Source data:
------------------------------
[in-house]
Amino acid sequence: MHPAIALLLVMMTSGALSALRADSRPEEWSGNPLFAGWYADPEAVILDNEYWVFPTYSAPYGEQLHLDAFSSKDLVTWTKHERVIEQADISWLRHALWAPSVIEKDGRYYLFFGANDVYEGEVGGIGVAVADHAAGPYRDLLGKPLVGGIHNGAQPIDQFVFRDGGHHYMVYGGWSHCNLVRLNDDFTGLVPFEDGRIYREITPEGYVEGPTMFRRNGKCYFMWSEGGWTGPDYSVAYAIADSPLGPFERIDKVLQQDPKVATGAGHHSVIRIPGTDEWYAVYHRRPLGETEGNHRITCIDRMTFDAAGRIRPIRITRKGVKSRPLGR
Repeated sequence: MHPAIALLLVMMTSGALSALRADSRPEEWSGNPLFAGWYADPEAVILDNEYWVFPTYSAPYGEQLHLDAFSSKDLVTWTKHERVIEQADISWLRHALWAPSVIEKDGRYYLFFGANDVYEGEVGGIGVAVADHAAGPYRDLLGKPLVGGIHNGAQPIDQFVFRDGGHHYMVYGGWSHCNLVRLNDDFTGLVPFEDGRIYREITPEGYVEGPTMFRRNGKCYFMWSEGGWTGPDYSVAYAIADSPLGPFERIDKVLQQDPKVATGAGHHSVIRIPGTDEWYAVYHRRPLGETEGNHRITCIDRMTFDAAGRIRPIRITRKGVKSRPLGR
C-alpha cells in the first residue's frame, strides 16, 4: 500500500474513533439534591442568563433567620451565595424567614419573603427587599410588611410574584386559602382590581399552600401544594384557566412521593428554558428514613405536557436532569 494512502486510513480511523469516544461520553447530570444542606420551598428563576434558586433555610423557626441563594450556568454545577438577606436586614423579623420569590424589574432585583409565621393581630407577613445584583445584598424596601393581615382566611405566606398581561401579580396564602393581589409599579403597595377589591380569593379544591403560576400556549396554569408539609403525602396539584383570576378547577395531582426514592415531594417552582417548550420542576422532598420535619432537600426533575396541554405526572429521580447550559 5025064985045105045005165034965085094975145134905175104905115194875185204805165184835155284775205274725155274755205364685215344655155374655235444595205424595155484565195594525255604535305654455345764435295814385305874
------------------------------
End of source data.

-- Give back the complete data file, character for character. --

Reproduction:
[in-house]
Amino acid sequence: MHPAIALLLVMMTSGALSALRADSRPEEWSGNPLFAGWYADPEAVILDNEYWVFPTYSAPYGEQLHLDAFSSKDLVTWTKHERVIEQADISWLRHALWAPSVIEKDGRYYLFFGANDVYEGEVGGIGVAVADHAAGPYRDLLGKPLVGGIHNGAQPIDQFVFRDGGHHYMVYGGWSHCNLVRLNDDFTGLVPFEDGRIYREITPEGYVEGPTMFRRNGKCYFMWSEGGWTGPDYSVAYAIADSPLGPFERIDKVLQQDPKVATGAGHHSVIRIPGTDEWYAVYHRRPLGETEGNHRITCIDRMTFDAAGRIRPIRITRKGVKSRPLGR
Repeated sequence: MHPAIALLLVMMTSGALSALRADSRPEEWSGNPLFAGWYADPEAVILDNEYWVFPTYSAPYGEQLHLDAFSSKDLVTWTKHERVIEQADISWLRHALWAPSVIEKDGRYYLFFGANDVYEGEVGGIGVAVADHAAGPYRDLLGKPLVGGIHNGAQPIDQFVFRDGGHHYMVYGGWSHCNLVRLNDDFTGLVPFEDGRIYREITPEGYVEGPTMFRRNGKCYFMWSEGGWTGPDYSVAYAIADSPLGPFERIDKVLQQDPKVATGAGHHSVIRIPGTDEWYAVYHRRPLGETEGNHRITCIDRMTFDAAGRIRPIRITRKGVKSRPLGR
C-alpha cells in the first residue's frame, strides 16, 4: 500500500474513533439534591442568563433567620451565595424567614419573603427587599410588611410574584386559602382590581399552600401544594384557566412521593428554558428514613405536557436532569 494512502486510513480511523469516544461520553447530570444542606420551598428563576434558586433555610423557626441563594450556568454545577438577606436586614423579623420569590424589574432585583409565621393581630407577613445584583445584598424596601393581615382566611405566606398581561401579580396564602393581589409599579403597595377589591380569593379544591403560576400556549396554569408539609403525602396539584383570576378547577395531582426514592415531594417552582417548550420542576422532598420535619432537600426533575396541554405526572429521580447550559 5025064985045105045005165034965085094975145134905175104905115194875185204805165184835155284775205274725155274755205364685215344655155374655235444595205424595155484565195594525255604535305654455345764435295814385305874